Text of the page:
That is our rightful place as faithful people, dwelling in the shelter of the Most High. When we dwell in that place then we can look at the challenges, the apparent lacks, the complexities of our lives, from the perspective of God’s faithfulness, and we can do what needs to be done without anxiety or fear. We can know when to wait and when to act. We will know when it’s OK to be hungry and when it’s time to make sandwiches. God made us a creative people and expects us to use our creativity in meeting the challenges of our lives, but not from a base of fear, rather from a base of the knowledge of God’s faithfulness.
I think that this is the very center of the gospel. We are free because nothing can separate us from the love of God. We no longer have to worry because whatever happens is just that, whatever happens. We can be at peace with ourselves and the circumstances of our lives because, again quoting from Psalm 91 – this is Yahweh speaking -
Because he is bound to me in love,therefore will I deliver him; I will protect him, because he knows my Name.
He shall call upon me, and I will answer him; I am with him in trouble;I will rescue him and bring him to honor.
This does not mean that nothing bad ever happens to those who live in faithful and faithfilled relationship with the Most High. It does not mean that we never get sick, that we don’t experience pain, that we’re never short of money, that everything goes well. It doesn’t mean that at all.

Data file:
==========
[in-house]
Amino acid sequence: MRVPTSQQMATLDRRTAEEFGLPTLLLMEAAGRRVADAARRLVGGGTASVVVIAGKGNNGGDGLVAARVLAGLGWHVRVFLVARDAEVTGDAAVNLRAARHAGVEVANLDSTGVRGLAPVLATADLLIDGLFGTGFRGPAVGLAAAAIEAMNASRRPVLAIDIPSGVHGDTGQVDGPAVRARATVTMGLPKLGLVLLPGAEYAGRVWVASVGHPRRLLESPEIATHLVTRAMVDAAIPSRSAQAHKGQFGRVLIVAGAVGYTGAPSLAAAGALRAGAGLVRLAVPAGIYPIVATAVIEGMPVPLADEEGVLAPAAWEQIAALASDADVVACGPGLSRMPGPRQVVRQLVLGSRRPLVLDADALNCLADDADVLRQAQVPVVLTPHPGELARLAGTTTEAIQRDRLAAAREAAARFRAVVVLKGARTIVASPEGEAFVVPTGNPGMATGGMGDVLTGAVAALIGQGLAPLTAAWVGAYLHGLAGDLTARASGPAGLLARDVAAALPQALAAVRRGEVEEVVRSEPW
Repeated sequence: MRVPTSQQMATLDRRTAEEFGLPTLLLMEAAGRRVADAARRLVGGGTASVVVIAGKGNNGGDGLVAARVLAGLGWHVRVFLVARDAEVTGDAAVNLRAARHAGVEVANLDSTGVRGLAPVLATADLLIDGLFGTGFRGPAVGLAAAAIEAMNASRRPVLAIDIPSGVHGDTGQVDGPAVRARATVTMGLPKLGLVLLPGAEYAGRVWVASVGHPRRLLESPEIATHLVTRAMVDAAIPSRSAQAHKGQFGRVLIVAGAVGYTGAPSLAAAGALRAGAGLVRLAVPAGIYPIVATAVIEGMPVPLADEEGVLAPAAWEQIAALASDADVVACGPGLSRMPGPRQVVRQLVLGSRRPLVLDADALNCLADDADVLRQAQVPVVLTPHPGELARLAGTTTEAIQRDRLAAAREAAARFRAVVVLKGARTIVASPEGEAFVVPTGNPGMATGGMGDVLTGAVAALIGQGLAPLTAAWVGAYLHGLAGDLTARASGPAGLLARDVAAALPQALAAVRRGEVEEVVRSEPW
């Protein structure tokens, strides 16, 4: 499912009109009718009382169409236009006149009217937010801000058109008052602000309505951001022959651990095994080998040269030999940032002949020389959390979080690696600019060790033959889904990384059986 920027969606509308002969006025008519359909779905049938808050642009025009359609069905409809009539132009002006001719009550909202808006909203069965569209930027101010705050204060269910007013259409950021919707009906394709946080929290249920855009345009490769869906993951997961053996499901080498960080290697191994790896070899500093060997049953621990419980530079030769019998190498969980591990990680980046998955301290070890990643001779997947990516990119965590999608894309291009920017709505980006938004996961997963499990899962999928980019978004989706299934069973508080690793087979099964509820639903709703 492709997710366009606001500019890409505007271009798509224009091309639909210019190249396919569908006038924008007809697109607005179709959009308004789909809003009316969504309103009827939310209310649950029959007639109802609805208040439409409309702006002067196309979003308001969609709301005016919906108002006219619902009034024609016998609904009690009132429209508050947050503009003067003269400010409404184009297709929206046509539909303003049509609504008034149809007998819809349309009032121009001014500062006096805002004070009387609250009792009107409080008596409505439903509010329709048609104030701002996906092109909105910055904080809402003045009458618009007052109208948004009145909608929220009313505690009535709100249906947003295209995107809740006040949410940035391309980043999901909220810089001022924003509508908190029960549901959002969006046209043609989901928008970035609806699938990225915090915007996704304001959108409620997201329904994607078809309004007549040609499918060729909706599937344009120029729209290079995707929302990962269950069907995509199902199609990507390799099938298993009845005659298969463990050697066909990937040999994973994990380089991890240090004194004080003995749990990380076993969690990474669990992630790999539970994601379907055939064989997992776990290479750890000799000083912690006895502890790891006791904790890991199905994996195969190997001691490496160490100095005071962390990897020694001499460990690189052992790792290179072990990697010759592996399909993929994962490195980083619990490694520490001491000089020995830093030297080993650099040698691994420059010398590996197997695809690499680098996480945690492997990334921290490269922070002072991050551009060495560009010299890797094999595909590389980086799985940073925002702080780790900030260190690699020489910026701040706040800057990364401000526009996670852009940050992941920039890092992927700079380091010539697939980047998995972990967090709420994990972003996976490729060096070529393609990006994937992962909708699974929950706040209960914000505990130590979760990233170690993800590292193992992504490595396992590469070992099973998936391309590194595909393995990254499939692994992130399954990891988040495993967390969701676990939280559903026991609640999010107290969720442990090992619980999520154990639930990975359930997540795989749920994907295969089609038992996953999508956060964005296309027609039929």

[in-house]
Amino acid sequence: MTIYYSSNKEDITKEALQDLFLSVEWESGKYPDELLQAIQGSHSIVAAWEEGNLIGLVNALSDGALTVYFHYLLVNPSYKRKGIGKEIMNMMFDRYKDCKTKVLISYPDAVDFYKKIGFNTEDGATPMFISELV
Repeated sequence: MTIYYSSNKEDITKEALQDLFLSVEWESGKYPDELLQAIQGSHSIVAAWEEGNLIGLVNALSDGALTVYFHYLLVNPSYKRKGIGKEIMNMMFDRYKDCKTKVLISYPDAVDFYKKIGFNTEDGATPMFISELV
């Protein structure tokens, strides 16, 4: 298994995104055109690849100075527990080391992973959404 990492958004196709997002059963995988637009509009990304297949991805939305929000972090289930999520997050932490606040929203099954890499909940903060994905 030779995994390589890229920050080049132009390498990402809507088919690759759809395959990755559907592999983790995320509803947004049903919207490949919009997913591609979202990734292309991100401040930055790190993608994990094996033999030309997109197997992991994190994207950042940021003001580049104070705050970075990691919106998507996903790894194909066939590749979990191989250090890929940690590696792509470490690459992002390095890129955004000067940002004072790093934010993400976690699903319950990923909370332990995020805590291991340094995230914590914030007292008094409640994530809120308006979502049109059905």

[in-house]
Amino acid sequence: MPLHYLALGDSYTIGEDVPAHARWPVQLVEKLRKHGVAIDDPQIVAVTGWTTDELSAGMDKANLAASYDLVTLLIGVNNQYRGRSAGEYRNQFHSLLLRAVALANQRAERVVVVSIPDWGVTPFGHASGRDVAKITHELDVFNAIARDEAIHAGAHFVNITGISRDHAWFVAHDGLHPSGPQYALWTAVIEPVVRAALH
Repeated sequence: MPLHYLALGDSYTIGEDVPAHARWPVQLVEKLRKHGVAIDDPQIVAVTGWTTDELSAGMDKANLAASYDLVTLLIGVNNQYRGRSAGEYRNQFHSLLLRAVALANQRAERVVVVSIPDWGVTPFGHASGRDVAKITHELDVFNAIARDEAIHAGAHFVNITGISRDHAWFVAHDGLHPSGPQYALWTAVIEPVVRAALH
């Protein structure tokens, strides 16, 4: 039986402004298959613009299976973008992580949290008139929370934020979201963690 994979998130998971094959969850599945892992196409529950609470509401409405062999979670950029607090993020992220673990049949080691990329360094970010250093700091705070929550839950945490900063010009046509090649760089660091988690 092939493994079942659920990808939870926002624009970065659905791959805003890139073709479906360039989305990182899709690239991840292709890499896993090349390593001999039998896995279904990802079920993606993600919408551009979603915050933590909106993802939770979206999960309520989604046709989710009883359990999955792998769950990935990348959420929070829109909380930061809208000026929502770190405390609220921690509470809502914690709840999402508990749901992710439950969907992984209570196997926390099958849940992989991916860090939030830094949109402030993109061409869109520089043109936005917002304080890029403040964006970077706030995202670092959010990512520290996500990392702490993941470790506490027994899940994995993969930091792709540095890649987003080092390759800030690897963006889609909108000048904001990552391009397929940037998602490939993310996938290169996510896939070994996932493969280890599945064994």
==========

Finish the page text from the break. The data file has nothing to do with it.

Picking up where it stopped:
What it means is that none of those things threaten who we really are, centered in God. Jesus is not swayed by the temptations that come to him. He can be hungry, unnoticed, powerless and marginalized because he knows that everything is ultimately OK. His Abba is faithful and will ultimately protect him. I think this is why the early Christians could face martyrdom with such equanimity; they knew that the most important, the most precious was the peace of dwelling with God on their innermost beings, and that knowledge freed them to face terrible deaths.
So much of our energy is spent in concern about what might happen or regret about what has happened. That is pointless. What is really important is what is happening here and now, and here and now God is with us. I want to suggest a spiritual practice for all of us this Lent. I want to suggest that we consciously practice ‘dwelling in the shelter of the Most High’.
Whenever you notice that you are anxious about the future or worrying about the past, whenever you are spending energy unnecessarily fussing about something over which you have no immediate control, remind yourself ‘I dwell in the shelter of the Most High and abide under the shadow of the Almighty.’
The spiritual writer Caroline Myss has said that it is as if everyday we start the day with a certain amount of energy, say fifty units. If we spend 16 of those worrying about the past, and 32 anticipating the future, we only have two left for today. When we ‘dwell in the shelter of the Most High and abide under the shadow of the Almighty’ then we can release the future and the past into God’s hands and use our energy today.
For most of us our biggest temptation is fear in one of its many forms, insecurity, anxiety, depression, regret, jealousy, anger. When we notice that fear creeping in let us practice remembering, ‘I dwell in the shelter of the Most High and abide under the shadow of the Almighty.’
Let’s take just a moment now to use this as a breath prayer. Please close your eyes and take a few deep breaths. Find that place inside you that feels like home. Now as you breath in say to yourself ‘I dwell in the shelter of the Most High” and as you breath out say ‘I abide under the shadow of the Almighty’.
I dwell in the shelter of the Most High… I abide under the shadow of the Almighty.’